Canadian Living staffers love a good book— and we know you do, too! Here's our roundup of titles to tempt you into enjoying a peaceful hour or two spent in solitary splendour during this season of social events.
In a remote sylvan Swedish town, three things are true: Everyone knows everyone, hockey is king and something truly horrible is about to happen. When the star of the juniors, who is set to take his team to a big win, is accused of assault, the town is torn apart. As intimate and compelling as it is devastating and heart-wrenching, this novel delivers an important commentary on rape, rape culture and the dangers of allowing celebrity idolization to dictate right and wrong. It harks back to so many headlines in the news these days and is hands down one of the best books I read this year. —Sara Cation
Sunday's father is dying. She's only an adolescent but old enough to know she's sad and she's angry and she doesn't want him to go. So, in her grief, she starts a project and begins to record everything her father says in the hopes of having him "live" forever. A glimpse into Sunday's family was all it took for me to be invested in this pre-teen girl and her introspective journey through the pain of a parent's illness. —Alexandra Donaldson
THE SHOE ON THE ROOF (Fiction)
Trying to emerge from his revered psychiatrist father's shadow, Harvard medical student Thomas Rosano has started an experiment in an effort to cure three homeless men who claim they're Jesus Christ by bringing them together—there can't be three saviours in the world. When his father finds out, all goes awry and Thomas starts to unravel. From miracles and messiahs to madness and murders, this tale teeming with irreverent charm and tragic heroism is another gem from this Giller Prize–winning author. —SC
THE SUN AND HER FLOWERS (Poetry)
Have tissue at hand because this book of short and sweet poetry will tug at your heartstrings. Taking readers on a lovelorn journey through chapters such as "Wilting," "Falling," "Rooting," "Rising" and "Blooming," Canadian author (and illustrator) Rupi Kaur touches on themes of weakness and resilience, loneliness and community, history and legacy. The kind of book you can digest in the tiniest morsels and still feel nourished, it's something you'll want to read aloud to anyone around—my friends can attest to that! —SC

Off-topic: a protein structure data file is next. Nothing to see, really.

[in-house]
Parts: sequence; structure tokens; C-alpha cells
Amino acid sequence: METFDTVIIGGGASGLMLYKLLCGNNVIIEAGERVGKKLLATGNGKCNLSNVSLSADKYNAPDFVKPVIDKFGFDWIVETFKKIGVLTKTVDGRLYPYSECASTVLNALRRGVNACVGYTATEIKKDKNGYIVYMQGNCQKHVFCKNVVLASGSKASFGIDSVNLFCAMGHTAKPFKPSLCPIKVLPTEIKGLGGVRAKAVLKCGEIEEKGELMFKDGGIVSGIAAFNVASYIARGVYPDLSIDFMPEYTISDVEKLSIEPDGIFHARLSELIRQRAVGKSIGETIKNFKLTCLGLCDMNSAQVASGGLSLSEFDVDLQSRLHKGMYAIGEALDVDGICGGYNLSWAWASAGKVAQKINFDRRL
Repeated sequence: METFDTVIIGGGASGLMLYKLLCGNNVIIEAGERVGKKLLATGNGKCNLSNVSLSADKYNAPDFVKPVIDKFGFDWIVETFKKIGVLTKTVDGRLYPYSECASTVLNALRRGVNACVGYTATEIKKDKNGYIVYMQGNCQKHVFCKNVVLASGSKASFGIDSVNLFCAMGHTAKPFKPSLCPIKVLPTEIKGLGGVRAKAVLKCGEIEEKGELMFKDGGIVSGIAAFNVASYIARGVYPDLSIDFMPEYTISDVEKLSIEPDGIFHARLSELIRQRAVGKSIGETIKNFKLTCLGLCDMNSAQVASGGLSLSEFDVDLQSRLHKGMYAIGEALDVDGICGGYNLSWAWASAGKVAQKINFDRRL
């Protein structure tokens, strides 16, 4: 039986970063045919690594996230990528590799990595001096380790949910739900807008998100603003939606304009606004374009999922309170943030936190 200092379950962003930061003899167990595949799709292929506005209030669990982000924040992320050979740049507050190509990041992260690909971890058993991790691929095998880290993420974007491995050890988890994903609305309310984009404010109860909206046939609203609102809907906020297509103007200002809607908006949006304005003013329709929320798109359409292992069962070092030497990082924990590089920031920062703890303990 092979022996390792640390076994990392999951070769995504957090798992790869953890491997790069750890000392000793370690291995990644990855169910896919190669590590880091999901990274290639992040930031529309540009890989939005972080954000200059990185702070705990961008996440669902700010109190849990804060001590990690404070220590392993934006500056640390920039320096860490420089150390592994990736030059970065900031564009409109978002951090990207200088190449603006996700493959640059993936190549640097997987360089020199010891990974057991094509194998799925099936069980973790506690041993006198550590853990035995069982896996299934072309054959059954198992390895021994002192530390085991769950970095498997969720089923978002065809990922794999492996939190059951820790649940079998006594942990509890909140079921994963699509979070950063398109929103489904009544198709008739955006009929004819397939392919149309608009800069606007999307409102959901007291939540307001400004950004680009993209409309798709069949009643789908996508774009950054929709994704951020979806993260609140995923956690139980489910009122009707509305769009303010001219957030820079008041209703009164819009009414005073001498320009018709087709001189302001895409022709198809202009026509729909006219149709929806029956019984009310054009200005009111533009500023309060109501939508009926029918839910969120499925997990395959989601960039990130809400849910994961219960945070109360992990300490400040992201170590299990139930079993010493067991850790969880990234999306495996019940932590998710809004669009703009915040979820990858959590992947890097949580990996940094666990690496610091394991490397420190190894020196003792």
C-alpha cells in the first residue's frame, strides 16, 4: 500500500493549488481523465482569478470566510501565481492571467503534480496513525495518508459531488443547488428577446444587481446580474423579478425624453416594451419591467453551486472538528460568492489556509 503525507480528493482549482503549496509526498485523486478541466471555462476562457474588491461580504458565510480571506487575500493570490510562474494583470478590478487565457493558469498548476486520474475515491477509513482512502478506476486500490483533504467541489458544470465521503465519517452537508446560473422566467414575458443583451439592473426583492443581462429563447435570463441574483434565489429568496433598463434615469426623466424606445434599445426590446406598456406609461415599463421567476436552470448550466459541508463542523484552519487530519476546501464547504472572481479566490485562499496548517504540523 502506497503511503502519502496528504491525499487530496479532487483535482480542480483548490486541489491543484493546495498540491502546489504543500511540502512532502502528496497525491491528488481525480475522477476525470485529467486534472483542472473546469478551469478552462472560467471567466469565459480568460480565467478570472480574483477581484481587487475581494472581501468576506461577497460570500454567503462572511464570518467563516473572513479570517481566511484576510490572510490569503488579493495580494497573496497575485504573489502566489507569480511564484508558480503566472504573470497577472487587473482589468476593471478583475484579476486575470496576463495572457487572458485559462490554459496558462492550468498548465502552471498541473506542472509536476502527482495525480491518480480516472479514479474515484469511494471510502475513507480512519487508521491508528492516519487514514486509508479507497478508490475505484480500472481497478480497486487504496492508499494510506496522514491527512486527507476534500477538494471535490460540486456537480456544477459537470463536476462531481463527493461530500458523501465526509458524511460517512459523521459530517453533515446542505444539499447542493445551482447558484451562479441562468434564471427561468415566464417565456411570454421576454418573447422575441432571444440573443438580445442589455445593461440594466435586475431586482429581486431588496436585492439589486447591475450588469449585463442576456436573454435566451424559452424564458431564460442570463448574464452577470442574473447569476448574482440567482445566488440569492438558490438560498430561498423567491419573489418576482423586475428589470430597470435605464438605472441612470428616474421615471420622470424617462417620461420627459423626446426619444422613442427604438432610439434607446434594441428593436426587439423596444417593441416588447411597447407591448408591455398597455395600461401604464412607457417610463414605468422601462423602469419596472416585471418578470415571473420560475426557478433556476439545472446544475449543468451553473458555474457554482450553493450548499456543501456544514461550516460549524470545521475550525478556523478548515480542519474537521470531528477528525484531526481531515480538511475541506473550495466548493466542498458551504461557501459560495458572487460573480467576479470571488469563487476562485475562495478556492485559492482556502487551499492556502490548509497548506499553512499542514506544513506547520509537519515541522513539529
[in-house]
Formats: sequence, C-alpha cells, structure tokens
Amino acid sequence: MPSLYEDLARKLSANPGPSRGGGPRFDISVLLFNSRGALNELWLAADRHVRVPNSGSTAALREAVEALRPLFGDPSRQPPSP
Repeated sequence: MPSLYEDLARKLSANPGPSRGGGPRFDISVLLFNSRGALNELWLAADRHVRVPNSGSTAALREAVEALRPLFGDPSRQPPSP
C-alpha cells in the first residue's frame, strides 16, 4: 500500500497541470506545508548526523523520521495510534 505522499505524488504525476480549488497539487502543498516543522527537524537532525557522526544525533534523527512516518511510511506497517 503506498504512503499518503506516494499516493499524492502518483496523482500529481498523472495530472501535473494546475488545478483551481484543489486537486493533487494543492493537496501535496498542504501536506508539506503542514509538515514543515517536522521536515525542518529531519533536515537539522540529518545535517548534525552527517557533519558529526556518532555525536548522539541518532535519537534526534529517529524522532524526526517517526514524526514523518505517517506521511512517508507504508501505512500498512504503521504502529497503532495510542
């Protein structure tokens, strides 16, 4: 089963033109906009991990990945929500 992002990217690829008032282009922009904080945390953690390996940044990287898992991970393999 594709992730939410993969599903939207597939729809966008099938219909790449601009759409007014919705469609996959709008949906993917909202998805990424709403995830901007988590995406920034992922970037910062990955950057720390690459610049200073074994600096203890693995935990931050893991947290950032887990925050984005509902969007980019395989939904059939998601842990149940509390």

RECKLESS DAUGHTER: A PORTRAIT OF JONI MITCHELL (Biography)
I first discovered Joni Mitchell's 1971 album, Blue, as a preteen while rooting through my parents' music collection. It was simple and honest and yearning, and I was hooked—the sad, soulful love songs are ripe for a teenager's angst. But adult me loves Joni Mitchell more, and as I read about her life—detailed meticulously and with love in David Ya e's biography—it's hard not to be amazed by her success. An Alberta- born Canadian who inspired awe in everyone she met, Mitchell mastered music in a way that resonates with us all. National treasure, indeed. —AD
READ IT, SEE IT: THE CURIOUS INCIDENT OF THE DOG IN THE NIGHT-TIME
The National Theatre's Olivier and Tony Award–winning production of The Curious Incident of the Dog in the Night-Time is taking Canada by storm. Adapted from Mark Haddon's beloved 2003 novel about Christopher Boone, it's about an autistic 15-year-old whose world is turned upside down when he works to uncover who's behind the mysterious death of his neighbour's dog. —Amanda Etty
The Curious Incident of the Dog in the Night-Time (Doubleday) by Mark Haddon, $21.
OUR STAFF REVIEWERS
Alexandra Donaldson loves reading literary fiction, essay collections, dark humour, Canadian authors and magical realism. This, and the fact that she's one of our resident fashion editors, makes her the closest thing we have to Belle from Beauty and the Beast.
Sara Cation has wept-in-public her way through a litany of literary heartbreaks, from The Little Prince to A Little Life, but she's buoyed by the humour of Shteyngart and the prose of Safran Foer. She'll read anything set in North Korea or India but never touches self-help books or cheesy romances...not that there's anything wrong with that.
Amanda Etty has an affinity for nail-biting thrillers and smart, funny books written by smart, funny women. She's always on the hunt for her next favourite novel, although she's currently working her way through a stack of parenting books (toddlers, right?).